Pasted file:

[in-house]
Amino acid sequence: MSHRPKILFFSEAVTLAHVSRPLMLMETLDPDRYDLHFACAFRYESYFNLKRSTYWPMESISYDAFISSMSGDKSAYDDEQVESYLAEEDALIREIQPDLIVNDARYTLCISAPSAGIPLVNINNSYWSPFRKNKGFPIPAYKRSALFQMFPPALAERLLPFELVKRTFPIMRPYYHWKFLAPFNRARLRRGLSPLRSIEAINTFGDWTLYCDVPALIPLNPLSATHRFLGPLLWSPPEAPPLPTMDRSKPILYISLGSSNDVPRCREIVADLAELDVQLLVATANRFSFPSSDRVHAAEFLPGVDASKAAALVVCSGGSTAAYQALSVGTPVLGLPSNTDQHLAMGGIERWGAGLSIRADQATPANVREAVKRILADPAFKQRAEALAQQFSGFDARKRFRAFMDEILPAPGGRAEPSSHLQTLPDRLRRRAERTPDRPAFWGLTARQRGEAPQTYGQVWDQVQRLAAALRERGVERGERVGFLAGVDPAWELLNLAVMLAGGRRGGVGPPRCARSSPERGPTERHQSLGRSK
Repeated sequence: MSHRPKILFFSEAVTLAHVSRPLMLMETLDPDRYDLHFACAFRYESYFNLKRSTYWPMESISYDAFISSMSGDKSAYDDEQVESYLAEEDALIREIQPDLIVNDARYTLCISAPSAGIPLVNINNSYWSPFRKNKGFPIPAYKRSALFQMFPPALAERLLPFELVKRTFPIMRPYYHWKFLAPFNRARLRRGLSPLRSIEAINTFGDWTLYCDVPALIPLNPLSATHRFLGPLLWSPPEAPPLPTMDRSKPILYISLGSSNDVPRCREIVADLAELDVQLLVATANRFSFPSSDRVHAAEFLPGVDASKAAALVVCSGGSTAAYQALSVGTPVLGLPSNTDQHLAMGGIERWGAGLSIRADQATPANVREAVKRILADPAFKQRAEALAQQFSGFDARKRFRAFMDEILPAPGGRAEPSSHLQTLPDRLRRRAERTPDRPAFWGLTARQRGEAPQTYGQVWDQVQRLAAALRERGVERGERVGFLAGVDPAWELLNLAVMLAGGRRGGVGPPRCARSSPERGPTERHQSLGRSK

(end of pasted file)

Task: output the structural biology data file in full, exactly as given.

[in-house]
Amino acid sequence: MSHRPKILFFSEAVTLAHVSRPLMLMETLDPDRYDLHFACAFRYESYFNLKRSTYWPMESISYDAFISSMSGDKSAYDDEQVESYLAEEDALIREIQPDLIVNDARYTLCISAPSAGIPLVNINNSYWSPFRKNKGFPIPAYKRSALFQMFPPALAERLLPFELVKRTFPIMRPYYHWKFLAPFNRARLRRGLSPLRSIEAINTFGDWTLYCDVPALIPLNPLSATHRFLGPLLWSPPEAPPLPTMDRSKPILYISLGSSNDVPRCREIVADLAELDVQLLVATANRFSFPSSDRVHAAEFLPGVDASKAAALVVCSGGSTAAYQALSVGTPVLGLPSNTDQHLAMGGIERWGAGLSIRADQATPANVREAVKRILADPAFKQRAEALAQQFSGFDARKRFRAFMDEILPAPGGRAEPSSHLQTLPDRLRRRAERTPDRPAFWGLTARQRGEAPQTYGQVWDQVQRLAAALRERGVERGERVGFLAGVDPAWELLNLAVMLAGGRRGGVGPPRCARSSPERGPTERHQSLGRSK
Repeated sequence: MSHRPKILFFSEAVTLAHVSRPLMLMETLDPDRYDLHFACAFRYESYFNLKRSTYWPMESISYDAFISSMSGDKSAYDDEQVESYLAEEDALIREIQPDLIVNDARYTLCISAPSAGIPLVNINNSYWSPFRKNKGFPIPAYKRSALFQMFPPALAERLLPFELVKRTFPIMRPYYHWKFLAPFNRARLRRGLSPLRSIEAINTFGDWTLYCDVPALIPLNPLSATHRFLGPLLWSPPEAPPLPTMDRSKPILYISLGSSNDVPRCREIVADLAELDVQLLVATANRFSFPSSDRVHAAEFLPGVDASKAAALVVCSGGSTAAYQALSVGTPVLGLPSNTDQHLAMGGIERWGAGLSIRADQATPANVREAVKRILADPAFKQRAEALAQQFSGFDARKRFRAFMDEILPAPGGRAEPSSHLQTLPDRLRRRAERTPDRPAFWGLTARQRGEAPQTYGQVWDQVQRLAAALRERGVERGERVGFLAGVDPAWELLNLAVMLAGGRRGGVGPPRCARSSPERGPTERHQSLGRSK